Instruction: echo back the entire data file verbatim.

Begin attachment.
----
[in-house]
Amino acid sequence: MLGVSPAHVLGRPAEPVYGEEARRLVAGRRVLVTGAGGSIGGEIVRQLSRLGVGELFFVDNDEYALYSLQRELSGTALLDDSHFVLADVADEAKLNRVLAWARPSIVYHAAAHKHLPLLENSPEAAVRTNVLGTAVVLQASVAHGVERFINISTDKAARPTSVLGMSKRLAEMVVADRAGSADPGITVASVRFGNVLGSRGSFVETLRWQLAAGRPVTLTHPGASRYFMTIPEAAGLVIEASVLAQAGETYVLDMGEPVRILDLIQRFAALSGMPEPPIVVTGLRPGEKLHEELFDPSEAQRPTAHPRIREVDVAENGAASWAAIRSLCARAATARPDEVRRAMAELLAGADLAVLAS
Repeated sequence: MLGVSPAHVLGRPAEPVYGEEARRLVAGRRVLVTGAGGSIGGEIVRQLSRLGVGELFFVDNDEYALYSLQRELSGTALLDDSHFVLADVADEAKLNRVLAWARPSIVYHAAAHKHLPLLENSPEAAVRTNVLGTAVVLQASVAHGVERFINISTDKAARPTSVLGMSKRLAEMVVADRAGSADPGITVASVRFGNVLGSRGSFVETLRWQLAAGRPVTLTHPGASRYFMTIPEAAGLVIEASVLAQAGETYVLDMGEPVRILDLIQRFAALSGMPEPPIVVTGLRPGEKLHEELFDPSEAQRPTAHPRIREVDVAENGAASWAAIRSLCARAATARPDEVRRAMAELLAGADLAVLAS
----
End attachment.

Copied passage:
[in-house]
Amino acid sequence: MLGVSPAHVLGRPAEPVYGEEARRLVAGRRVLVTGAGGSIGGEIVRQLSRLGVGELFFVDNDEYALYSLQRELSGTALLDDSHFVLADVADEAKLNRVLAWARPSIVYHAAAHKHLPLLENSPEAAVRTNVLGTAVVLQASVAHGVERFINISTDKAARPTSVLGMSKRLAEMVVADRAGSADPGITVASVRFGNVLGSRGSFVETLRWQLAAGRPVTLTHPGASRYFMTIPEAAGLVIEASVLAQAGETYVLDMGEPVRILDLIQRFAALSGMPEPPIVVTGLRPGEKLHEELFDPSEAQRPTAHPRIREVDVAENGAASWAAIRSLCARAATARPDEVRRAMAELLAGADLAVLAS
Repeated sequence: MLGVSPAHVLGRPAEPVYGEEARRLVAGRRVLVTGAGGSIGGEIVRQLSRLGVGELFFVDNDEYALYSLQRELSGTALLDDSHFVLADVADEAKLNRVLAWARPSIVYHAAAHKHLPLLENSPEAAVRTNVLGTAVVLQASVAHGVERFINISTDKAARPTSVLGMSKRLAEMVVADRAGSADPGITVASVRFGNVLGSRGSFVETLRWQLAAGRPVTLTHPGASRYFMTIPEAAGLVIEASVLAQAGETYVLDMGEPVRILDLIQRFAALSGMPEPPIVVTGLRPGEKLHEELFDPSEAQRPTAHPRIREVDVAENGAASWAAIRSLCARAATARPDEVRRAMAELLAGADLAVLAS